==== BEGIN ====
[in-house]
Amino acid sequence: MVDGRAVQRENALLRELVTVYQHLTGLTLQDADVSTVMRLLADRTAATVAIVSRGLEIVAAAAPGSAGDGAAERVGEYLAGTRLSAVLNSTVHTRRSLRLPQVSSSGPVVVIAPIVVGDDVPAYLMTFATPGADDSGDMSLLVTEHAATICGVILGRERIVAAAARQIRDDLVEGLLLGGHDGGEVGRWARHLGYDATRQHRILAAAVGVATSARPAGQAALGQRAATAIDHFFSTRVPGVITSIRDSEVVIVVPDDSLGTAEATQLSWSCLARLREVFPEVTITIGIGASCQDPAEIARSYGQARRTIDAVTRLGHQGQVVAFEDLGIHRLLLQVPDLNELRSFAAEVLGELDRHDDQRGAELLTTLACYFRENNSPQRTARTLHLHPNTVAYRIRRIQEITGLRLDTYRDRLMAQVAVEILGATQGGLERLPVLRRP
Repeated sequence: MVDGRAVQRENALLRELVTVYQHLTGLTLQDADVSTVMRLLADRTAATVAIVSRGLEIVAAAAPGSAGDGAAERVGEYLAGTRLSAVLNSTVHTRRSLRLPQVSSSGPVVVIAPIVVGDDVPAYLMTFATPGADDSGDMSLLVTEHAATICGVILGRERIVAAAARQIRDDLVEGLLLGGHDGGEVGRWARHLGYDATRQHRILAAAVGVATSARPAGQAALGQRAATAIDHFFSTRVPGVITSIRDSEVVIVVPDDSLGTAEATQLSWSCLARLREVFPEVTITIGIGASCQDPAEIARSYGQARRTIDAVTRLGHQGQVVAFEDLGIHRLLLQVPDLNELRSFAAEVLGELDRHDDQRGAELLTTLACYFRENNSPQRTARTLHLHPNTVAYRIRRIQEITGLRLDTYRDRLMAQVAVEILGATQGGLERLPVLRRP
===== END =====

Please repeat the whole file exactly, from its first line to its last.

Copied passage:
[in-house]
Amino acid sequence: MVDGRAVQRENALLRELVTVYQHLTGLTLQDADVSTVMRLLADRTAATVAIVSRGLEIVAAAAPGSAGDGAAERVGEYLAGTRLSAVLNSTVHTRRSLRLPQVSSSGPVVVIAPIVVGDDVPAYLMTFATPGADDSGDMSLLVTEHAATICGVILGRERIVAAAARQIRDDLVEGLLLGGHDGGEVGRWARHLGYDATRQHRILAAAVGVATSARPAGQAALGQRAATAIDHFFSTRVPGVITSIRDSEVVIVVPDDSLGTAEATQLSWSCLARLREVFPEVTITIGIGASCQDPAEIARSYGQARRTIDAVTRLGHQGQVVAFEDLGIHRLLLQVPDLNELRSFAAEVLGELDRHDDQRGAELLTTLACYFRENNSPQRTARTLHLHPNTVAYRIRRIQEITGLRLDTYRDRLMAQVAVEILGATQGGLERLPVLRRP
Repeated sequence: MVDGRAVQRENALLRELVTVYQHLTGLTLQDADVSTVMRLLADRTAATVAIVSRGLEIVAAAAPGSAGDGAAERVGEYLAGTRLSAVLNSTVHTRRSLRLPQVSSSGPVVVIAPIVVGDDVPAYLMTFATPGADDSGDMSLLVTEHAATICGVILGRERIVAAAARQIRDDLVEGLLLGGHDGGEVGRWARHLGYDATRQHRILAAAVGVATSARPAGQAALGQRAATAIDHFFSTRVPGVITSIRDSEVVIVVPDDSLGTAEATQLSWSCLARLREVFPEVTITIGIGASCQDPAEIARSYGQARRTIDAVTRLGHQGQVVAFEDLGIHRLLLQVPDLNELRSFAAEVLGELDRHDDQRGAELLTTLACYFRENNSPQRTARTLHLHPNTVAYRIRRIQEITGLRLDTYRDRLMAQVAVEILGATQGGLERLPVLRRP